After the death of their parents, the Aldens had run away and lived in an old boxcar they'd found. But as soon as they learned that they had a kind grandfather who was looking for them, they came to live with him in his big house in Greenfield. Their grandfather had even moved their old boxcar to the backyard so they could still play in it.
When they got home, Grandfather was sitting in the library in his favorite big leather armchair. He looked up from his book when the children came in. "How was skating?" he asked, putting the book aside.
"It was great!" said Jessie.
"You'll never guess who we saw at the rink!" cried Benny. But without giving Mr. Alden a chance to guess, Benny added, "Kevin Reynolds!"
"He's moving back to Greenfield," Violet explained.
"Yes, I remember reading something about that in the paper," Grandfather said. He picked up the Greenfield News, which was folded on the side table, and looked at the front page. "Here it is," he said, reading a headline aloud, "'Hockey Star to Build New Ice Rink in Greenfield.'"
"He's building a new rink?" Henry said. "He never mentioned that."
"It says here that they're still working on the plans, and then the town council has to approve them." Grandfather's eyes moved quickly down the article. "It also says Kevin Reynolds is coaching a team in the winter mini- league."
"I'm playing on his team," Jessie said.
"And I'm helping coach," Henry added.
"And he's giving Violet and me lessons!" said Benny.
"How exciting!" Mr. Alden said.
A week later, the Aldens got up very early to get ready for skating. Henry had helped Jessie pick out equipment and hockey skates at the pro shop at the rink. She put all of her hockey gear into her skating bag, which already held her figure skates and skating dresses.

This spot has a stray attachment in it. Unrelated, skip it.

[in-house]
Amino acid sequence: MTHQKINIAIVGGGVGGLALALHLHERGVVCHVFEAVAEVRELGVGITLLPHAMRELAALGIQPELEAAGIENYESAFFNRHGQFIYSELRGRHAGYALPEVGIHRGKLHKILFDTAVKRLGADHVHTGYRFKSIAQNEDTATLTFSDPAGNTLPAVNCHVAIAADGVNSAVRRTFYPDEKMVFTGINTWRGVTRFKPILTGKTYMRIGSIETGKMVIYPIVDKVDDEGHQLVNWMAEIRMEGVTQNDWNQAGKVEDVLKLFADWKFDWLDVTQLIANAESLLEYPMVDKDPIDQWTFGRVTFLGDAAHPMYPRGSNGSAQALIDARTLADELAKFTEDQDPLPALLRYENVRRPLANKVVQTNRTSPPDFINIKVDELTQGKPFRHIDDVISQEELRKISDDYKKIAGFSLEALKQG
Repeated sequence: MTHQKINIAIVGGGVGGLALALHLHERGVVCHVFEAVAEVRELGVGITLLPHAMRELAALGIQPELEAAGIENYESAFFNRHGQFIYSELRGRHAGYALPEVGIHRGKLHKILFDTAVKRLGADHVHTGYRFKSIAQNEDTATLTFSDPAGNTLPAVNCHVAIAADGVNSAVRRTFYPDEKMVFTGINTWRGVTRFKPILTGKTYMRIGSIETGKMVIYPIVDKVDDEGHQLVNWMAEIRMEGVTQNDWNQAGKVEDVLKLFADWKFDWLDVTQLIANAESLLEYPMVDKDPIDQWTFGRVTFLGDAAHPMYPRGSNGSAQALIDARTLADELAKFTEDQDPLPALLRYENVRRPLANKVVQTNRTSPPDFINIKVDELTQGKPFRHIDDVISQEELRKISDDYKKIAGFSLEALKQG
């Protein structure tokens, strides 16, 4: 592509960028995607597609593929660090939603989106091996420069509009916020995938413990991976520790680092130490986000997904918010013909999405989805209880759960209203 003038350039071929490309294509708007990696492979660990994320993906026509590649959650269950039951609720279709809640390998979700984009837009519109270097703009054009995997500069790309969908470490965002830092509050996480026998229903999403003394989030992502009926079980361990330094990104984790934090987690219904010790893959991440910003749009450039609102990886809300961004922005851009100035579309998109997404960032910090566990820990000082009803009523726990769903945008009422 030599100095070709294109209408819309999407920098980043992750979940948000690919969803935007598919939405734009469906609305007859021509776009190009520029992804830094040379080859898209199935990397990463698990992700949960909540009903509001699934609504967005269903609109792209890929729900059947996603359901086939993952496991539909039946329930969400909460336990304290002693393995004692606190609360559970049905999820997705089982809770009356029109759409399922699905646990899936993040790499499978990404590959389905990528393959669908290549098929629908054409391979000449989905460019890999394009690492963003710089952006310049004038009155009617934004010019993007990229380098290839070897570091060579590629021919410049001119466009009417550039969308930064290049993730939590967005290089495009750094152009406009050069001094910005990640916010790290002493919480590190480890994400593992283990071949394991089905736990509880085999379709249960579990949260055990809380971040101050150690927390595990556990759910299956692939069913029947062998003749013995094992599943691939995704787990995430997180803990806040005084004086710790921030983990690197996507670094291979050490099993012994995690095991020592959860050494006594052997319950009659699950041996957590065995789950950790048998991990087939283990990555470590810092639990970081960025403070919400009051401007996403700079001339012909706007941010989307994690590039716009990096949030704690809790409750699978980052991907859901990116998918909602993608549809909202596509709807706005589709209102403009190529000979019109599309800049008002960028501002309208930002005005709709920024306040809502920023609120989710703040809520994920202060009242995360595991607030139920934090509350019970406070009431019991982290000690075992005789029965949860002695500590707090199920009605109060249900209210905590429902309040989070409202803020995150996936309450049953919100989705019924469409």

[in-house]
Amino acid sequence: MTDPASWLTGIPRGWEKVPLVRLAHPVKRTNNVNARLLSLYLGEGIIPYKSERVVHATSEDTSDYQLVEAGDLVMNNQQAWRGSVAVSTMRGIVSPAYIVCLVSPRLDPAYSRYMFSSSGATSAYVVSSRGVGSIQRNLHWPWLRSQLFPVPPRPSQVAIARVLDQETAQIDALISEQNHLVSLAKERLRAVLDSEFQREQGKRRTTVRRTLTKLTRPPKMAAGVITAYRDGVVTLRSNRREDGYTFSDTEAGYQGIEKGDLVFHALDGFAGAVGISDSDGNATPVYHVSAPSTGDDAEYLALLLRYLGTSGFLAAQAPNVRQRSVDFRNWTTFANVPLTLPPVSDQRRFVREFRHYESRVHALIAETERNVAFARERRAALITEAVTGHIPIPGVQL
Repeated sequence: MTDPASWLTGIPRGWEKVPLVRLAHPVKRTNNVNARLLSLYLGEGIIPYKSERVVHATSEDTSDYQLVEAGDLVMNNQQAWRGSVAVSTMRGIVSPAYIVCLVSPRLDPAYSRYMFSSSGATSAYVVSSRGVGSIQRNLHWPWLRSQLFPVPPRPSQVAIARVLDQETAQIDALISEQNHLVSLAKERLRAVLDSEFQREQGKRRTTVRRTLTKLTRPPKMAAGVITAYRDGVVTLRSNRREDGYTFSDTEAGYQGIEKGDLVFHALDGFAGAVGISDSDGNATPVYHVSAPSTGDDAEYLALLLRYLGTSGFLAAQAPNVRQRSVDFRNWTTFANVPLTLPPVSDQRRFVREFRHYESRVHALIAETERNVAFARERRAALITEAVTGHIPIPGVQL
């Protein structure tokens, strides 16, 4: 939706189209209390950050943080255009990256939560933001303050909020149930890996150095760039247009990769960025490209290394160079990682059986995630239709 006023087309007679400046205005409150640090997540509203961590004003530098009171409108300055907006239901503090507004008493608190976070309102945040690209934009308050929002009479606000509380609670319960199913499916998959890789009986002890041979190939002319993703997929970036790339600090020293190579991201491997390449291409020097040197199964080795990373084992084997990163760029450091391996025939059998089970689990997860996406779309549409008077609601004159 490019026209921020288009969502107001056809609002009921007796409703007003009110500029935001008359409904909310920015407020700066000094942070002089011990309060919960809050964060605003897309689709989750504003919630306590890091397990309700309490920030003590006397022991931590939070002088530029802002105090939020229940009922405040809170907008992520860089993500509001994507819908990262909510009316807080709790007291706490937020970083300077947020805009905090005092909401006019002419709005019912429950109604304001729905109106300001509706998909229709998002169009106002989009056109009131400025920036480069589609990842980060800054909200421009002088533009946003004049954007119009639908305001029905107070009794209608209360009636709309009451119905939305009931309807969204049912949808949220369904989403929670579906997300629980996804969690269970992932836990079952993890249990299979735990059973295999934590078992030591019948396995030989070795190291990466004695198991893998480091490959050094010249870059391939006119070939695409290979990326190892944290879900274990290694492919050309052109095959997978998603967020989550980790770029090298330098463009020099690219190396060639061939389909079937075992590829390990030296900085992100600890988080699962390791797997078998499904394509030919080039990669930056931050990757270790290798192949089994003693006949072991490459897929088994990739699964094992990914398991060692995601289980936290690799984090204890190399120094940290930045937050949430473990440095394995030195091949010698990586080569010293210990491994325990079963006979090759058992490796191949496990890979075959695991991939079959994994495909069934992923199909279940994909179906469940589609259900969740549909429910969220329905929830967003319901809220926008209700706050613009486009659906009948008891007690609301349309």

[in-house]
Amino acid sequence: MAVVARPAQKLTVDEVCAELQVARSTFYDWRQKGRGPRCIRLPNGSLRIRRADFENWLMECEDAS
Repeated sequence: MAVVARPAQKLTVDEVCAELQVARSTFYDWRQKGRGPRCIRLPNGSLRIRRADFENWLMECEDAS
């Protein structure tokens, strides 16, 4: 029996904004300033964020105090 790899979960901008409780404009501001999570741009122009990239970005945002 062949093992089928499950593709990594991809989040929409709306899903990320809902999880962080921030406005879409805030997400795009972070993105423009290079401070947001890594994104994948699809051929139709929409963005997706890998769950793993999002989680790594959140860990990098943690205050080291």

"Can't you just wear your figure skates?" Benny asked when he saw Jessie putting her new hockey skates in the bag.
"No, hockey skates are different. They're harder and more padded to protect your feet. Also, the blades on hockey skates don't have teeth at the front, since you don't need to do any jumps or spins," Jessie explained.
Mrs. McGregor, their housekeeper, gave the children a hearty breakfast of eggs, toast with homemade raspberry jam, and orange juice. "You'll need lots of energy for skating," she said.
When the Aldens arrived at the rink, Henry went to find Kevin Reynolds and get ready for the team's first practice. Benny and Violet went up to the bleacher seats to watch. Jessie headed to the locker room to change, her stick in her hand and her large skating bag slung over her shoulder. She stopped at the water fountain, set her bag down, and rested her stick on top of it. Then she bent over to get a drink.
She had just finished getting the drink when she saw a small woman with a bouncy brown ponytail and a cheery smile coming down the hall. It was Tracey Lippert, her figure skating teacher for the past five years.
"Hello, Jessie!" Tracey called out. "Are you here to start working on a new routine?"
"Actually, I'm here to play hockey," Jessie said.